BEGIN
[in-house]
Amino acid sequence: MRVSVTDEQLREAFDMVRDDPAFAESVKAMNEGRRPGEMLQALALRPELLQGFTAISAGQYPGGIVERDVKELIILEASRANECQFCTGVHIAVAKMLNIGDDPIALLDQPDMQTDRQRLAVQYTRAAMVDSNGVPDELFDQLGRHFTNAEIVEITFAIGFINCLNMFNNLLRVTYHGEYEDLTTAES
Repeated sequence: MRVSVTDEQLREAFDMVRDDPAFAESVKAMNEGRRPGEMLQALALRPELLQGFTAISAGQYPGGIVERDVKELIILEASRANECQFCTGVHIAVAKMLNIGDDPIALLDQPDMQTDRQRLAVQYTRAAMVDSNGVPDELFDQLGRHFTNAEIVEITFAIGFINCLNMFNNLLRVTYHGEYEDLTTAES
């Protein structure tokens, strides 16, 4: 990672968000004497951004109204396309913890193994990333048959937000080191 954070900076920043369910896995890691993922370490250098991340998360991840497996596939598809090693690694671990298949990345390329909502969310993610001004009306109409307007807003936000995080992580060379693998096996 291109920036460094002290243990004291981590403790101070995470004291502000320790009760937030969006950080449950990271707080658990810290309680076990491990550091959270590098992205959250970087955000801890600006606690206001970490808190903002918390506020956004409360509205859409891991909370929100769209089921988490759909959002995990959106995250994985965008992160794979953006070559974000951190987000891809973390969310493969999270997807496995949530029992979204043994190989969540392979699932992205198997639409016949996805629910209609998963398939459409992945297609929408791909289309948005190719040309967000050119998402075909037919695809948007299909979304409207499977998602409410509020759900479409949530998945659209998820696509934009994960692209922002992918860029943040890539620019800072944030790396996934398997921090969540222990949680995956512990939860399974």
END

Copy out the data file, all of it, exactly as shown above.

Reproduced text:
[in-house]
Amino acid sequence: MRVSVTDEQLREAFDMVRDDPAFAESVKAMNEGRRPGEMLQALALRPELLQGFTAISAGQYPGGIVERDVKELIILEASRANECQFCTGVHIAVAKMLNIGDDPIALLDQPDMQTDRQRLAVQYTRAAMVDSNGVPDELFDQLGRHFTNAEIVEITFAIGFINCLNMFNNLLRVTYHGEYEDLTTAES
Repeated sequence: MRVSVTDEQLREAFDMVRDDPAFAESVKAMNEGRRPGEMLQALALRPELLQGFTAISAGQYPGGIVERDVKELIILEASRANECQFCTGVHIAVAKMLNIGDDPIALLDQPDMQTDRQRLAVQYTRAAMVDSNGVPDELFDQLGRHFTNAEIVEITFAIGFINCLNMFNNLLRVTYHGEYEDLTTAES
């Protein structure tokens, strides 16, 4: 990672968000004497951004109204396309913890193994990333048959937000080191 954070900076920043369910896995890691993922370490250098991340998360991840497996596939598809090693690694671990298949990345390329909502969310993610001004009306109409307007807003936000995080992580060379693998096996 291109920036460094002290243990004291981590403790101070995470004291502000320790009760937030969006950080449950990271707080658990810290309680076990491990550091959270590098992205959250970087955000801890600006606690206001970490808190903002918390506020956004409360509205859409891991909370929100769209089921988490759909959002995990959106995250994985965008992160794979953006070559974000951190987000891809973390969310493969999270997807496995949530029992979204043994190989969540392979699932992205198997639409016949996805629910209609998963398939459409992945297609929408791909289309948005190719040309967000050119998402075909037919695809948007299909979304409207499977998602409410509020759900479409949530998945659209998820696509934009994960692209922002992918860029943040890539620019800072944030790396996934398997921090969540222990949680995956512990939860399974």